Thursday, November 24, 2011
The Space Between: Judge Takes Judicial Notice Of Google Maps Distance In Mob & Thanksgiving Related Case
Judicial notice is a doctrine of evidence applied by a court that allows the court to recognize and accept the existence of a particular fact commonly known by persons of average intelligence without establishing its existence by admitting evidence in a civil or criminal action. Federal Rule of Evidence 201(b) provides that
A judicially noticed fact must be one not subject to reasonable dispute in that it is either (1) generally known within the territorial jurisdiction of the trial court or (2) capable of accurate and ready determination by resort to sources whose accuracy cannot reasonably be questioned.
So, let's say that a member of a crime family is charged with several crimes, including conspiring to kill a victim. And let's say that the defendant claims that the prosecution erred by failing to disclose to him police reports that contradict testimony given by a key witness for the prosecution regarding exactly where the the victim was on the day of the murder. Can the court take judicial notice of the distance between 2 locations based upon a search on Google Maps? According to the recent opinion of the United States District Court for the Eastern District of New York in United States v. Sessa, 2011 WL 256330 (E.D.N.Y. 2011), the answer is "yes."In Sessa, the facts were as stated above, with Michael Sessa of the Colombo organized crime family of La Cosa Nostra being the defendant. One alleged intended victim of the crime family was Billy Cutolo, a captain in the Colombo Family aligned with the Orena Faction. Specifically, Sessa and others
planned to murder Cutolo on Thanksgiving Day....[cooperating witness Joseph] Ambrosino testified that he, [Sessa], and [fellow crewmember Larry] Fiorenza "were going to dress up as Hasidic Jews in costumes and murder [Cutolo] in front of his girlfriend's grandmother's home in Brooklyn, [at] 60th Street and 13th Avenue."....As the "neighborhood that [Cutolo] was going to was an Hasidic neighborhood, [[Sessa], Ambrosino and Fiorenza] figured [they] could blend in with the crowd."...[Sessa] instructed Ambrosino to give six hundred dollars to [crewmember Anthony "the Arab"] Sayegh so that he could purchase costumes from a store in Brooklyn, and the costumes were stored at Fiorenza's girlfriend's home, where she testified to seeing them....However, on Thanksgiving morning, a New York Post article implicated [Gregory] Scarpa [a made man of the Colombo family] as a government informant, and fearing that Scarpa "knew about the plan and if he was cooperating he would tell the law what [they] were going to do," [Sessa] called off the murder.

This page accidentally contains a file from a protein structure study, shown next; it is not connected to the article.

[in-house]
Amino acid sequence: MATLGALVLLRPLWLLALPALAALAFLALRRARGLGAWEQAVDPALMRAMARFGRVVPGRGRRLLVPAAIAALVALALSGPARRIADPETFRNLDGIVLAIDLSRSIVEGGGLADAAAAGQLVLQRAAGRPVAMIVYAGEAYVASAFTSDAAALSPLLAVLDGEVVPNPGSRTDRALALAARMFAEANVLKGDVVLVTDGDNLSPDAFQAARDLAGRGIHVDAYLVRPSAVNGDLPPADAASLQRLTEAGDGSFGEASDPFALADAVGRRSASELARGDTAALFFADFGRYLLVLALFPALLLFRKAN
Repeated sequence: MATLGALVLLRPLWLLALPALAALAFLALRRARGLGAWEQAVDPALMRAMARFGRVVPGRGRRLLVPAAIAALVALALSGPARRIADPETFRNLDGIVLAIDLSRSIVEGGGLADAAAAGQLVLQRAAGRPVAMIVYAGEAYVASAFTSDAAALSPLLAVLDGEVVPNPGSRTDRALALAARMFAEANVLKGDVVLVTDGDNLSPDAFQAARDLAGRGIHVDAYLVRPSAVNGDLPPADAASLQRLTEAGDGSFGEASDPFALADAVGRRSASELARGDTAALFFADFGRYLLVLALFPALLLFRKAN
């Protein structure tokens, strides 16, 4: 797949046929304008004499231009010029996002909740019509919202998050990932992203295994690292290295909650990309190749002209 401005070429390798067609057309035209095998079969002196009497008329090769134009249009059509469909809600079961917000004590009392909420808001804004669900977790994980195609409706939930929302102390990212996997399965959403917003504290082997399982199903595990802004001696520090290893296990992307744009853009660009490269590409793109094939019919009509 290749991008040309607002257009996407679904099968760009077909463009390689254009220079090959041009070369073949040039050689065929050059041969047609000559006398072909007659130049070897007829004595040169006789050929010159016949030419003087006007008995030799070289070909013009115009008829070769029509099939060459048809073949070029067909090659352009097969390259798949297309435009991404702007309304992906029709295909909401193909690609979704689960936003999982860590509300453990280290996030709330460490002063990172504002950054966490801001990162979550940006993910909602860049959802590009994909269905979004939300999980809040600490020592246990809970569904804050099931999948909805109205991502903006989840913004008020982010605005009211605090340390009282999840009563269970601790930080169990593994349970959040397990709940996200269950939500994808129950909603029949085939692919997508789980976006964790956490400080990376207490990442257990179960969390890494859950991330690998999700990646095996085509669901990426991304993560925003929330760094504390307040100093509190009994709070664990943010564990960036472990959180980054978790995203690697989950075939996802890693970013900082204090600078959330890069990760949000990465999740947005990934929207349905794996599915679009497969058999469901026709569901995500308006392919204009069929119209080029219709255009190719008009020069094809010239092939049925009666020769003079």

Sessa, however, apparently did not call off the murder of crewmember Anthony Coluccio. At trial, Ambrosino testified about Coluccio arriving at 13th Avenue and 69th Street at 3:00 p.m., the day that he was murdered, while another witness told police that Coluccio left a McDonalds restaurant at 4th Avenue and 39th Street at 3:30 p.m. on the day of the murder.
The prosecution, however, did not turn over police reports containing this witness' statement. According to Sessa, these reports were material and the prosecution's faulure to disclose them constituted a Brady violation. The Eastern District of New York disagreed, concluding that "[a]s the locations are merely a few miles apart, the minor inconsistencies in timing are not sufficiently material to raise a reasonable probability of a different result had they been introduced at trial."
As support for this proposition, the court noted that the distance between the two locations
was calculated by reference to Google Maps. See http://maps.google.com/maps [last checked January 23, 2011]. A court may take judicial notice of facts that are "capable of accurate and ready determination by resort to sources whose accuracy cannot reasonably be questioned." Fed.R.Evid. R. 201(b). "Courts commonly use internet mapping tools to take judicial notice of distance and geography."